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Citibank loses USD 500 mln in accidental payments

Monday 7 June 2021 12:50 CET | News

US-based Citibank has been forced to lose around USD 500 million after accidentally wiring almost USD 900 million of its own money to lenders while serving as Administrative Agent.

In August 2020, Revlon attempted to pay off accrued interest in connection with a ‘roll-up’ transaction. Because of limitations in Citibank’s software, the easiest method to effectuate this transaction was to pay interim interest accrued to all lenders—whether or not they were participating in the roll-up.

Revlon obliged and wired Citibank USD 7.8 million to facilitate the interest payments to all lenders. Similar technical limitations in Citibank’s software ‘forced’ them to enter payment information into the system as if it were paying off the loan in its entirety, although the principal portions of the payments were to be routed to an internal ‘wash account’ that never left the bank.

However, because two boxes were not checked on the software, the entire principal and interest payment went out Citibank’s doors to each of the unsuspecting creditors. Realising the mistake, Citibank requested a return of the funds the next day. Only upon this communication did the lenders realise the situation. When certain creditors representing about USD 500 million of the erroneously paid-out money refused to return the funds (defendants), Citibank instituted this action to recover.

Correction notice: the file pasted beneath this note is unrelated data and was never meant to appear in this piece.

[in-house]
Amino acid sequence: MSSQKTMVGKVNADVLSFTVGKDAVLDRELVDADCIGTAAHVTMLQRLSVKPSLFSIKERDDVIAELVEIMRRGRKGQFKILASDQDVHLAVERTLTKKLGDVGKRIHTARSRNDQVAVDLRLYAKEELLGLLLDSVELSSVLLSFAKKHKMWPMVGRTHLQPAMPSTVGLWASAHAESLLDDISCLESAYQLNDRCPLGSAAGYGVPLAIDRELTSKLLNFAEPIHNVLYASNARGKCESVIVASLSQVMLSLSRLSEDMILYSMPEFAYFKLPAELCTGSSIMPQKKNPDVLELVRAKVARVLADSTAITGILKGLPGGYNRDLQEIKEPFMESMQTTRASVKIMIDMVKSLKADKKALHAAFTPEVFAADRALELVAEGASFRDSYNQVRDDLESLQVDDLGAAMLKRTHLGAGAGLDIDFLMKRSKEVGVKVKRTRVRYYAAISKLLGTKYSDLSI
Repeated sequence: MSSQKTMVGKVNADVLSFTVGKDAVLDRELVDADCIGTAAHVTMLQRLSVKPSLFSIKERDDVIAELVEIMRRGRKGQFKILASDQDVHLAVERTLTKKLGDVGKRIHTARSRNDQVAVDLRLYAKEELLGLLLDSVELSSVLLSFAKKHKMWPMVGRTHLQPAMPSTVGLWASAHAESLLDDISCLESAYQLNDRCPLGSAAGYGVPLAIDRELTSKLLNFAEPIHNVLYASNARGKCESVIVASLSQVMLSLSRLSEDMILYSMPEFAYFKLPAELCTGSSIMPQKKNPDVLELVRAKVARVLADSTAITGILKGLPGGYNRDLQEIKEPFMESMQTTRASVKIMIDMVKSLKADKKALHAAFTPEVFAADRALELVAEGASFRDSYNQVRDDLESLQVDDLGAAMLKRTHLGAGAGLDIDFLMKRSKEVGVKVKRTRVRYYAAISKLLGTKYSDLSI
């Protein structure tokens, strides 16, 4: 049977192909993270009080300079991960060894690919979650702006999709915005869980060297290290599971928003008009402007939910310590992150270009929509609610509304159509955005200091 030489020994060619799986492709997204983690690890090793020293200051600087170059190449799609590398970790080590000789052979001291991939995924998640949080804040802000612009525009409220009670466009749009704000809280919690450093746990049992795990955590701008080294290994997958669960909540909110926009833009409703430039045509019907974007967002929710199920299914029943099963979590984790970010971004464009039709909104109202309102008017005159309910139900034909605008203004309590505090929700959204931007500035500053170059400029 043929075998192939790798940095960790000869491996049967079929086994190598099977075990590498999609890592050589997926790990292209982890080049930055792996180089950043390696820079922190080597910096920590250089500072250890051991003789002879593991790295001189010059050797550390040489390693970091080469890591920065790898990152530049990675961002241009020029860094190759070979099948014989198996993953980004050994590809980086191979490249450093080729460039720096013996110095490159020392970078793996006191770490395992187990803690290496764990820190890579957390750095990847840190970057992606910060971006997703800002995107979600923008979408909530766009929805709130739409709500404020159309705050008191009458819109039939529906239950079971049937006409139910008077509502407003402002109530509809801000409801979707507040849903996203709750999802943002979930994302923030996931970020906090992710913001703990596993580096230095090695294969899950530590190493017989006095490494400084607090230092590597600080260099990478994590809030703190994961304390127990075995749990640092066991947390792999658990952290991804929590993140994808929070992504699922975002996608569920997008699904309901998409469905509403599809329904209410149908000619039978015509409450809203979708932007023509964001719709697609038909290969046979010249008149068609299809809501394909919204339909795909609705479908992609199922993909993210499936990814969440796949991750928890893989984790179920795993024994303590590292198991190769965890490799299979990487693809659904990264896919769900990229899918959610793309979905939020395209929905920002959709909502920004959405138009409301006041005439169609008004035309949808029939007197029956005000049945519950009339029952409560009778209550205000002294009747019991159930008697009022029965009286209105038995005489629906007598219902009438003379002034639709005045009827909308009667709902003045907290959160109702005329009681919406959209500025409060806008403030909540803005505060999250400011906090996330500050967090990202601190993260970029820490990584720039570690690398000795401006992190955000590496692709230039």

Judge Furman ruled that the defendants should keep the money under the discharge-for-value defence – cutting off an otherwise valid claim by Citibank. Relying on precedent, the court explained that this defence is available when a creditor has received funds in discharge of a currently owed debt even though the payment was given by mistake, if the transferee did not induce the payment through misrepresentation and did not have actual or constructive notice of the mistake at the moment of transfer.


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Keywords: banks, fraud prevention, payment fraud
Categories: Banking & Fintech | Digital Identity, Security & Online Fraud
Countries: United States
This article is part of category

Banking & Fintech